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Recruiting a University English Teacher: Raising the Standard

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Paul Stapleton, Hokkaido University

Three years ago I wrote a 'working papers' piece for the September 2001 issue of The Language Teacher in which I described a recruitment exercise for a university teaching job in which I was a selection committee member. I finished that piece by offering advice on how to improve one's chances of becoming a successful candidate. Three years on, and I have just concluded a similar recruitment exercise to the one I reported on earlier. Perhaps not surprisingly, many of the same concerns remain, which suggests a need to revisit some of the key issues in faculty recruitment. Accordingly, I would like to describe some of the nuances of being on the receiving end of dozens of resumes for an English teaching position at a Japanese university with a focus on the increasingly demanding qualifications required for university teaching positions in Japan.

Like the previous recruitment, this year's exercise was for a contractual position and asked for a minimum of a master's degree (with a doctorate preferred) in applied linguistics or a closely related field. The position was advertised only on the Web, at two domestic job sites, the Hokkaido Insider, JREC-IN, and one international site, ohayo-sensei. The contract was for an initial ten-month period, and whether it was renewable had to be kept vague for reasons related to the transition to private status at the university in question. Candidates had the option to submit their applications either in paper or electronic form.

In total, we received 72 applications, 62 of which were in electronic form. The male-female ratio was 10:1. In the initial screening of resumes, I checked to see whether candidates met the minimum educational requirements of a master's degree in applied linguistics or a related field. This, in itself, was a revealing exercise. Roughly 40% of all the applicants did not have the minimum requirements as listed in the job announcement. Shortcomings came in two areas: either the applicants did not have a masters or doctorate, or their graduate qualifications were in a field too distant from that required. Among those whose degree-level was sufficient, but whose area of specialty was not close enough to applied linguistics, a wide range of majors were received. Some specialties such as Chinese and Japanese literature appeared borderline, while many others were, shall we say, overly optimistic, e.g., a lawyer whose specialty was property rights on the moon.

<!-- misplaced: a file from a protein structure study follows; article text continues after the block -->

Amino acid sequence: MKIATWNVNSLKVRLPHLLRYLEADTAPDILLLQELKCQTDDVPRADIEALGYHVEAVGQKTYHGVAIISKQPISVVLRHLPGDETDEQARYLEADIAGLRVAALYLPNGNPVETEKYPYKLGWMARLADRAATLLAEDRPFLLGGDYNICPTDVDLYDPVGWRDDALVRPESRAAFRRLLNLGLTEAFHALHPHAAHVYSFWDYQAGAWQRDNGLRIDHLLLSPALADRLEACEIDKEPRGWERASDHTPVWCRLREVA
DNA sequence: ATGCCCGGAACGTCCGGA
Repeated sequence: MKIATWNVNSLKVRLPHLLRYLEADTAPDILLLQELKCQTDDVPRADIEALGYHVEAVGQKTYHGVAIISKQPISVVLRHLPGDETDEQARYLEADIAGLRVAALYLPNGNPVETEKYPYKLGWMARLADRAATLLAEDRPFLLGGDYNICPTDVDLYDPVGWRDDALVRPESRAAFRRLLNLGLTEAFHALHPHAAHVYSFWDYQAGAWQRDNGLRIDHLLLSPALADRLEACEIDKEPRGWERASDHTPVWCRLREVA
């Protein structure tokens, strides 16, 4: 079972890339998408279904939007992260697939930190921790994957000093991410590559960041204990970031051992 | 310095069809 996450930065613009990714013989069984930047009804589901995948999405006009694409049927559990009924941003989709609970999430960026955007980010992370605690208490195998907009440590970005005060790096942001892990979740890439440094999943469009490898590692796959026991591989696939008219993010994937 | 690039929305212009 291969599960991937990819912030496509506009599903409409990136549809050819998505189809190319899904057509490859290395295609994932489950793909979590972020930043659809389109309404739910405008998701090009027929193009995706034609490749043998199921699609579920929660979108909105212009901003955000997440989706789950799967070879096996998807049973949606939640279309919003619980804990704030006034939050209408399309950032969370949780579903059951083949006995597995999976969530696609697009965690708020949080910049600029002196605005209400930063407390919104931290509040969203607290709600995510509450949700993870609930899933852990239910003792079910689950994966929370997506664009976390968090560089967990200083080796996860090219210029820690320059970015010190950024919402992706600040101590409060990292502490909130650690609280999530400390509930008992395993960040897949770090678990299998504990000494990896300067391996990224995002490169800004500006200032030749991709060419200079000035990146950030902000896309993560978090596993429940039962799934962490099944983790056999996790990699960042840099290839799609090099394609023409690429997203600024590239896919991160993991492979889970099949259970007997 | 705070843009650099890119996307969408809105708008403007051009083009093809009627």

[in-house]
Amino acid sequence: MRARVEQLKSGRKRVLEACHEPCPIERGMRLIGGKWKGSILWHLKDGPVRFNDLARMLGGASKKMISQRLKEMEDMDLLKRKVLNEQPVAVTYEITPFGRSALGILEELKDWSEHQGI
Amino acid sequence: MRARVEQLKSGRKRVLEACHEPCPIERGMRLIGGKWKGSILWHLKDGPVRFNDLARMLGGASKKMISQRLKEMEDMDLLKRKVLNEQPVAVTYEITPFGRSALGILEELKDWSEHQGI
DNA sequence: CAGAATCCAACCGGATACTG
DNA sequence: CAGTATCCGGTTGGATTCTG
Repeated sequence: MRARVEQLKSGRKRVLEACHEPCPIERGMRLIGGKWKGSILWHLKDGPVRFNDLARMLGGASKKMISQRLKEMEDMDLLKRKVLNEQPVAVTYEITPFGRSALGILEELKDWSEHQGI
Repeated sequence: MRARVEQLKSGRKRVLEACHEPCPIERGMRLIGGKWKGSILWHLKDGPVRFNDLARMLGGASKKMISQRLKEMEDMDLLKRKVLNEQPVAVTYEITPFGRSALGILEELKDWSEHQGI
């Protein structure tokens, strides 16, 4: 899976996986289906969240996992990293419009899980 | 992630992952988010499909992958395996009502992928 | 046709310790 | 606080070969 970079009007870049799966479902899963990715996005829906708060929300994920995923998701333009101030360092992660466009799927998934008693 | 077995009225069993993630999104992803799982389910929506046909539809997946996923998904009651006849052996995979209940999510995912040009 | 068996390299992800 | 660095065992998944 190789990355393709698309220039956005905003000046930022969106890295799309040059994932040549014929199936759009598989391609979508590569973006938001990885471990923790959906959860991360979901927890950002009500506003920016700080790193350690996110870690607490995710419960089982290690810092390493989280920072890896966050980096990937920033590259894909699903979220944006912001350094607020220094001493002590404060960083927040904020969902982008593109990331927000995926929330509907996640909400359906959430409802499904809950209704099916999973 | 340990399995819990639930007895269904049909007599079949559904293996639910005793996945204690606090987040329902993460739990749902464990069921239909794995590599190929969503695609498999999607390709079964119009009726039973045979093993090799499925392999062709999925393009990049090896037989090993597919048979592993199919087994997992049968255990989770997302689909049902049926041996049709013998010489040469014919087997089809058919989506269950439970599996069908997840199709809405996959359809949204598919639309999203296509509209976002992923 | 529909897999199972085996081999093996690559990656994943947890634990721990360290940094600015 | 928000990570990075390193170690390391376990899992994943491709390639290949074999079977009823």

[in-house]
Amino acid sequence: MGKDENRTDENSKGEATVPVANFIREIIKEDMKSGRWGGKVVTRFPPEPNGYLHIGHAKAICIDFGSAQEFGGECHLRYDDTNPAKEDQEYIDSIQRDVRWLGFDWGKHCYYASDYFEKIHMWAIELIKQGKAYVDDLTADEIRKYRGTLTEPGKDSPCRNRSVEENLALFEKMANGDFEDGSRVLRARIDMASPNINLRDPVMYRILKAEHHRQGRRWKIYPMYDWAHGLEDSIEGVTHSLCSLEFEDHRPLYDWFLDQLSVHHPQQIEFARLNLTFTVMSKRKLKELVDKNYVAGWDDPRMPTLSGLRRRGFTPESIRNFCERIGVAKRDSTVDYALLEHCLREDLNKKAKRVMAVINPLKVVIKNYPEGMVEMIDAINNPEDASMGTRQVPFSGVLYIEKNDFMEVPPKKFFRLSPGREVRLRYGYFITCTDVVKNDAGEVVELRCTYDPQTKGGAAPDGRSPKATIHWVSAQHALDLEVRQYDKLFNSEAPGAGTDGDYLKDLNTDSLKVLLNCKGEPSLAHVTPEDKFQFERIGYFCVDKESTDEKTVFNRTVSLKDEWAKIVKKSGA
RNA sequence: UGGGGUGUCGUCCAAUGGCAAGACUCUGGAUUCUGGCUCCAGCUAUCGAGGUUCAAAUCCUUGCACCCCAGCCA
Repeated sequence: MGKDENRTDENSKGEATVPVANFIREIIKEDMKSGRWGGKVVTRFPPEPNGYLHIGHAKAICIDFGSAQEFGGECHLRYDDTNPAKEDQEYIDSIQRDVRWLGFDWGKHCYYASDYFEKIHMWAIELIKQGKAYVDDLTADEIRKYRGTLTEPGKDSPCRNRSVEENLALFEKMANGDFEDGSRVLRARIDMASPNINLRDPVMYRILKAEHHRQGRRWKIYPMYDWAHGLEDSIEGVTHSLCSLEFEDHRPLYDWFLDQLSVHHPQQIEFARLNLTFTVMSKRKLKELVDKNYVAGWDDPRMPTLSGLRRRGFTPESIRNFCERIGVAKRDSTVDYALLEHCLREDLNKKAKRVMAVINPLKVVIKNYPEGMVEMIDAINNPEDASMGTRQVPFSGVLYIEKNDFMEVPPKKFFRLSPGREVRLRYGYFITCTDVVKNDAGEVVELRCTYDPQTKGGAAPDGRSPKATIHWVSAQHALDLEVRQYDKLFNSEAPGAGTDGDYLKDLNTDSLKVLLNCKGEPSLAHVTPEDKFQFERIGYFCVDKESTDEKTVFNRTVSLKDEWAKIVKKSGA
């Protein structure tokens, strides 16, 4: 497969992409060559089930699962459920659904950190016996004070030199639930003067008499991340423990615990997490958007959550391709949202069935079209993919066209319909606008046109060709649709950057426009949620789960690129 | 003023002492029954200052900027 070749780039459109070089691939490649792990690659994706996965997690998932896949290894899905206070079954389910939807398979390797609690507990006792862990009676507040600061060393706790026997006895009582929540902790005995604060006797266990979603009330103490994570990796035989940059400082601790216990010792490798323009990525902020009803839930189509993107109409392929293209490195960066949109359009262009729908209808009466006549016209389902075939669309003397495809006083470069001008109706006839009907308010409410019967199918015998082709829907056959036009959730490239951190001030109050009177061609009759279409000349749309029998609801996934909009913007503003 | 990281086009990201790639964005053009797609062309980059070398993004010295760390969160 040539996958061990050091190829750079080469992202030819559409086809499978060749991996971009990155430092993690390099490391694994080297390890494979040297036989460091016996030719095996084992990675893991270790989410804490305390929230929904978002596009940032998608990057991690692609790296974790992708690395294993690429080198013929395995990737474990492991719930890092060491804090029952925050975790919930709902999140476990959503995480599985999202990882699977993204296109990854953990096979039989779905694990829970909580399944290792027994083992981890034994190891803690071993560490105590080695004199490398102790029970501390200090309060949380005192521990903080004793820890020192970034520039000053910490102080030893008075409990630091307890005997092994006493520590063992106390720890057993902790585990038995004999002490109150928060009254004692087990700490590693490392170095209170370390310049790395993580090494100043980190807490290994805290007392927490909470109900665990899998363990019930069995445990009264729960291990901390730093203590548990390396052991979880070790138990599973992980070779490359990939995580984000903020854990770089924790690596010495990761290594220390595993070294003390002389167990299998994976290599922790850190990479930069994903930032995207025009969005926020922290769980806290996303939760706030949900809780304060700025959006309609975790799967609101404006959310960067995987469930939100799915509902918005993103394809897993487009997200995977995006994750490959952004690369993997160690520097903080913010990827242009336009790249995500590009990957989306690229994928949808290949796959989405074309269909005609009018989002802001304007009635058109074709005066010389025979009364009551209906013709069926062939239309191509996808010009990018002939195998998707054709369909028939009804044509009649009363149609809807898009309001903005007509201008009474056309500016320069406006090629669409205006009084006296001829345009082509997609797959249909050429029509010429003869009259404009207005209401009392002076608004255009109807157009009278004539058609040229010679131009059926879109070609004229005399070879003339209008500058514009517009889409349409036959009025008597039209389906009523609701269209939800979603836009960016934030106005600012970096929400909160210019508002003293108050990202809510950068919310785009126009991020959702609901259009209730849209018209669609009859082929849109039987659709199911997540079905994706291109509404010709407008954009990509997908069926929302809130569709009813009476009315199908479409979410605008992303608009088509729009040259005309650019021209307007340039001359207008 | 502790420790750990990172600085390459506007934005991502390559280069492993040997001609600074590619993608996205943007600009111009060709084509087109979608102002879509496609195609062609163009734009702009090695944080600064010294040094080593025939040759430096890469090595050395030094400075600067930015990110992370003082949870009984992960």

This brief sketch leads me to ask a question: Does teaching English in Japan as an academic profession have an image problem? I wonder what sort of applicants other faculties receive when they advertise a position opening. Do medical faculties receive resumes from those whose expertise is in agriculture? Does the mathematics department have to filter out resumes from Shakespearean scholars? Somehow, I doubt it. Indeed, even though our job posting clearly stated that a doctorate was preferred, many without graduate qualifications applied. Again, this made me think about the image problem. My mind drifted back to those days in the 1980s when native English speakers were swooped up at Narita for high-paying hourly positions despite having no more qualifications than their pulse.